In Amsterdam, the access to cannabis type drugs developed from highly suppressed to almost universal and hassle free in the period between 1965 and 1980. We tested the theory that cannabis use will - almost automatically - result in (heavy) use of other drugs. Indeed, we found among almost 9,000 respondents out of 2 large household surveys in 1990 and 1994, that in Amsterdam cannabis use is an almost necessary condition for developing other drug use. However, most cannabis users in Amsterdam (75%) do not report other drug use. Also the 'never cannabis users' in Amsterdam do not consume other illicit drugs. Curiosity inasmuch as it develops in cannabis users to use other drugs is confined to cocaine and ecstasy, while heroin is almost excluded.
In order to test the 'stepping stone hypothesis' we formulated a testable series of such hypotheses, varying the terms but keeping the criterion stable. We arbitrarily stated that any of our stepping stone hypotheses would be confirmed if we could find 75% of the cannabis users to behave according to the hypothesis. None of the stepping stone hypotheses could be confirmed although data that approached confirmation could be found for a minority of users with the highest levels of cannabis involvement. Some statistical / epidemiological evidence for a stepping stone phenomenon that associates cannabis use to some type of use of other drugs is available for a small minority of cannabis users only.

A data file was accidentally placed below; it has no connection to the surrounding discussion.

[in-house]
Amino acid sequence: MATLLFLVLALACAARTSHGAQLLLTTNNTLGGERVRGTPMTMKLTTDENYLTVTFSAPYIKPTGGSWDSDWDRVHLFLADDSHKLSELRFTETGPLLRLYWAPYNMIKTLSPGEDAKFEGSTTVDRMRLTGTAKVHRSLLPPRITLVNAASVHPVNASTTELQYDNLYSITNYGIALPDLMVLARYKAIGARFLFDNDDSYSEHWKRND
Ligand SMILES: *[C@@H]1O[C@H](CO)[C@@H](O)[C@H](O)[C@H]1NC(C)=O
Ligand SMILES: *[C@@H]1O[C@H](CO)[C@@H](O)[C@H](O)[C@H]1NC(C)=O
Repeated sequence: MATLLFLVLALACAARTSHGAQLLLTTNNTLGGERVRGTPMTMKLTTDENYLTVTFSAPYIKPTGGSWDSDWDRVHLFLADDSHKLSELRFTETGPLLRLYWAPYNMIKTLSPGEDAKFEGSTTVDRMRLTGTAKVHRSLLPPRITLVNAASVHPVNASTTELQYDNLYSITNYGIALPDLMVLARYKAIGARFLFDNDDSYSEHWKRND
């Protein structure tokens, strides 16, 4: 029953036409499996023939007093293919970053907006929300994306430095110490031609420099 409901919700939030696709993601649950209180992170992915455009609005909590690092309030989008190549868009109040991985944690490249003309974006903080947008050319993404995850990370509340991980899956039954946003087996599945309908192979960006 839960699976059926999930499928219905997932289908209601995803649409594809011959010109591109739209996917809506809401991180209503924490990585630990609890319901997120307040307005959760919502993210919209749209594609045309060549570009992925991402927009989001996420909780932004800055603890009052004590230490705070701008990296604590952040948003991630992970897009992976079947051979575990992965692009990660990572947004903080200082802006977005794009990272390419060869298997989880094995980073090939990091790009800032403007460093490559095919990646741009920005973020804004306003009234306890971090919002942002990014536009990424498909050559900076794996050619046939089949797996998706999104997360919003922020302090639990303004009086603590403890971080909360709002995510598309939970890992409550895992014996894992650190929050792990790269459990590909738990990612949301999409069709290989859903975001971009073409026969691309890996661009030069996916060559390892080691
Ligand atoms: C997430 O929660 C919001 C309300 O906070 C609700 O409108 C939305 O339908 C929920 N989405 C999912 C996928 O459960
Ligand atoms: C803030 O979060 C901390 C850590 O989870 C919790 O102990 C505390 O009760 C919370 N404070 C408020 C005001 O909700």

Apparently, in Amsterdam where use of illicit drugs is made possible due to of hassle free (illicit) availability of that type of drug, the use of cannabis satisfies almost all curiosity. Small numbers of experienced cannabis users try other illicit substances, mostly cocaine and ecstasy. This is true for cannabis users who never experienced active law enforcement against individual drug use (the 'young' age cohort born in 1985 or later) as well as for cannabis users who were raised during the then existing regime of active law enforcement against cannabis and other individual drug use (the 'old' age cohort born before 1958). We confirmed that, if it occurs, other drug use always succeeds use of cannabis. We did not try to explain why this is so, nor why the large majority of cannabis users do not develop curiosity to use other drugs.
Levels of experience with other drugs than cannabis are very similar between different cannabis users in age cohorts raised during different regimes of law enforcement in relation to drugs.
With gratitude to Phil Coffin for his helpful remarks on an earlier version of this paper.